- Obtain a history of the patient’s hematopoietic system, symptoms, and results of previously performed laboratory tests and diagnostic and surgical procedures.
- Obtain a list of the patient’s current medications, including herbs, nutritional supplements, and nutraceuticals (see Effects of Natural Products on Laboratory Values online at DavisPlus).
- Review the procedure with the patient. Inform the patient that specimen collection takes approximately 5 to 10 min. Address concerns about pain and explain that there may be some discomfort during the venipuncture.
- Sensitivity to social and cultural issues, as well as concern for modesty, is important in providing psychological support before, during, and after the procedure.
- Note that there are no food, fluid, or medication restrictions unless by medical direction.
- Potential complications: N/A
- Avoid the use of equipment containing latex if the patient has a history of allergic reaction to latex.
- Instruct the patient to cooperate fully and to follow directions. Direct the patient to breathe normally and to avoid unnecessary movement.
- Observe standard precautions, and follow the general guidelines in Patient Preparation and Specimen Collection. Positively identify the patient, and label the appropriate specimen container with the corresponding patient demographics, initials of the person collecting the specimen, date, and time of collection. Perform a venipuncture.
- Remove the needle and apply direct pressure with dry gauze to stop bleeding. Observe/assess venipuncture site for bleeding or hematoma formation and secure gauze with adhesive bandage.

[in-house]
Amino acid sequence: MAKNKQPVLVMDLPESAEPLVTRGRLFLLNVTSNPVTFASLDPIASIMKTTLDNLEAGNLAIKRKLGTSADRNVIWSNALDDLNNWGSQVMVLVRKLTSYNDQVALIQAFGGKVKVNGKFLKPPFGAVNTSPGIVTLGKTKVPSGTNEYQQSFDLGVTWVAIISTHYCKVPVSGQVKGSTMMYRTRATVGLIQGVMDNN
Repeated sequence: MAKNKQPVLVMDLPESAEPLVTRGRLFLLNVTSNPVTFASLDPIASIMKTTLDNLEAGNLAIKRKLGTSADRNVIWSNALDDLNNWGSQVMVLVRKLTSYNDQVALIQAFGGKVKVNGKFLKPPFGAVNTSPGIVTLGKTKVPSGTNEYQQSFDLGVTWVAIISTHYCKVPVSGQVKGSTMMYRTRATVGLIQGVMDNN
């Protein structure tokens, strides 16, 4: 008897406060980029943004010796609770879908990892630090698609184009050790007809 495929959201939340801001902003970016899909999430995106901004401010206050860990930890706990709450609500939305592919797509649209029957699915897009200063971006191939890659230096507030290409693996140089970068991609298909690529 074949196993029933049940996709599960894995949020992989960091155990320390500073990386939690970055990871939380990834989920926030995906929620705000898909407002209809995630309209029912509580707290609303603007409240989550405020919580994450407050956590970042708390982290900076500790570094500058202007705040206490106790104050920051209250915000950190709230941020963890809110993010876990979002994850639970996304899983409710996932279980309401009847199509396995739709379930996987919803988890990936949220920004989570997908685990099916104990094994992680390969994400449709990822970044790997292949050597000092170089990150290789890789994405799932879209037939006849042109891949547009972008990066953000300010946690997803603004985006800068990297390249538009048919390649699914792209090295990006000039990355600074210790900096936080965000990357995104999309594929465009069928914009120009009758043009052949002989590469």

- Promptly transport the specimen to the laboratory for processing and analysis.
- Inform the patient that a report of the results will be made available to the requesting health-care provider (HCP), who will discuss the results with the patient.
- Reinforce information given by the patient’s HCP regarding further testing, treatment, or referral to another HCP. Answer any questions or address any concerns voiced by the patient or family.
- Depending on the results of this procedure, additional testing may be performed to evaluate or monitor progression of the disease process and determine the need for a change in therapy. Evaluate test results in relation to the patient’s symptoms and other tests performed.
- Related tests include biopsy bone marrow, biopsy liver, CBC, CBC RBC count, CBC RBC indices, CBC RBC morphology, CBC WBC count and differential, erythropoietin, ferritin, folate, FEP, gallium scan, hemosiderin, lead, porphyrins, reticulocyte count, and vitamin B12.
- Refer to the Hematopoietic System table at the end of the book for related tests by body system.
Patient discussion about TIBC
Q. My Iron/TIBC tests normal, Ferritin,Serum = 22. Range 22-322. What is the problem? Iron Bind. Cap. ug/dL 324 range 250 - 450 UIBC ug/dL 206 range 150 - 375 Iron, Serum ug/dL 118 range 40 - 155 Iron Saturation % 36 range 15 - 55 Biopsy = Prostate Cancer....PCA high = 10.2 PSA now 8.3 PSA Ultra W/Serial Monitor ...Ultrasenitive = 8.26